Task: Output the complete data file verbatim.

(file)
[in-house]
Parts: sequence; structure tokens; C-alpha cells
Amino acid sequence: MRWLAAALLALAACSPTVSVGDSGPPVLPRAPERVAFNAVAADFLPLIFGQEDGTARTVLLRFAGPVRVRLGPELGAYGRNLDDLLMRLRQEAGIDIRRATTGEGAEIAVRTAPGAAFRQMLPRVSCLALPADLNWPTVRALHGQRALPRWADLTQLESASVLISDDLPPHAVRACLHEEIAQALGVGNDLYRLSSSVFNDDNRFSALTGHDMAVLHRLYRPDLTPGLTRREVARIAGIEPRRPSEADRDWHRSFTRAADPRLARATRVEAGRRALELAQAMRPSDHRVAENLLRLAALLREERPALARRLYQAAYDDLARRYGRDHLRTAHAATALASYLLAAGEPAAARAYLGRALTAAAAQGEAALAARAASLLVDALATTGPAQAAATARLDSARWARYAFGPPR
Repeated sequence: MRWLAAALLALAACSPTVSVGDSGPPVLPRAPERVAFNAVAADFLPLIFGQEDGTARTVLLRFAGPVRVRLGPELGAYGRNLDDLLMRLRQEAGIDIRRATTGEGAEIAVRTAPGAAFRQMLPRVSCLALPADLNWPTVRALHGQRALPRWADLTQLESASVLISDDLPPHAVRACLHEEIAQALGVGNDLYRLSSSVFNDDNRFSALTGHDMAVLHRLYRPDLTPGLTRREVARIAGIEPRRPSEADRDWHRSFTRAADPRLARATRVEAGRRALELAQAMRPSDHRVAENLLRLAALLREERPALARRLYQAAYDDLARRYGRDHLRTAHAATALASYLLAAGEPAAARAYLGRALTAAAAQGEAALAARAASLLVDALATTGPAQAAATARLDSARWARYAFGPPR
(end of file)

[in-house]
Parts: sequence; structure tokens; C-alpha cells
Amino acid sequence: MRWLAAALLALAACSPTVSVGDSGPPVLPRAPERVAFNAVAADFLPLIFGQEDGTARTVLLRFAGPVRVRLGPELGAYGRNLDDLLMRLRQEAGIDIRRATTGEGAEIAVRTAPGAAFRQMLPRVSCLALPADLNWPTVRALHGQRALPRWADLTQLESASVLISDDLPPHAVRACLHEEIAQALGVGNDLYRLSSSVFNDDNRFSALTGHDMAVLHRLYRPDLTPGLTRREVARIAGIEPRRPSEADRDWHRSFTRAADPRLARATRVEAGRRALELAQAMRPSDHRVAENLLRLAALLREERPALARRLYQAAYDDLARRYGRDHLRTAHAATALASYLLAAGEPAAARAYLGRALTAAAAQGEAALAARAASLLVDALATTGPAQAAATARLDSARWARYAFGPPR
Repeated sequence: MRWLAAALLALAACSPTVSVGDSGPPVLPRAPERVAFNAVAADFLPLIFGQEDGTARTVLLRFAGPVRVRLGPELGAYGRNLDDLLMRLRQEAGIDIRRATTGEGAEIAVRTAPGAAFRQMLPRVSCLALPADLNWPTVRALHGQRALPRWADLTQLESASVLISDDLPPHAVRACLHEEIAQALGVGNDLYRLSSSVFNDDNRFSALTGHDMAVLHRLYRPDLTPGLTRREVARIAGIEPRRPSEADRDWHRSFTRAADPRLARATRVEAGRRALELAQAMRPSDHRVAENLLRLAALLREERPALARRLYQAAYDDLARRYGRDHLRTAHAATALASYLLAAGEPAAARAYLGRALTAAAAQGEAALAARAASLLVDALATTGPAQAAATARLDSARWARYAFGPPR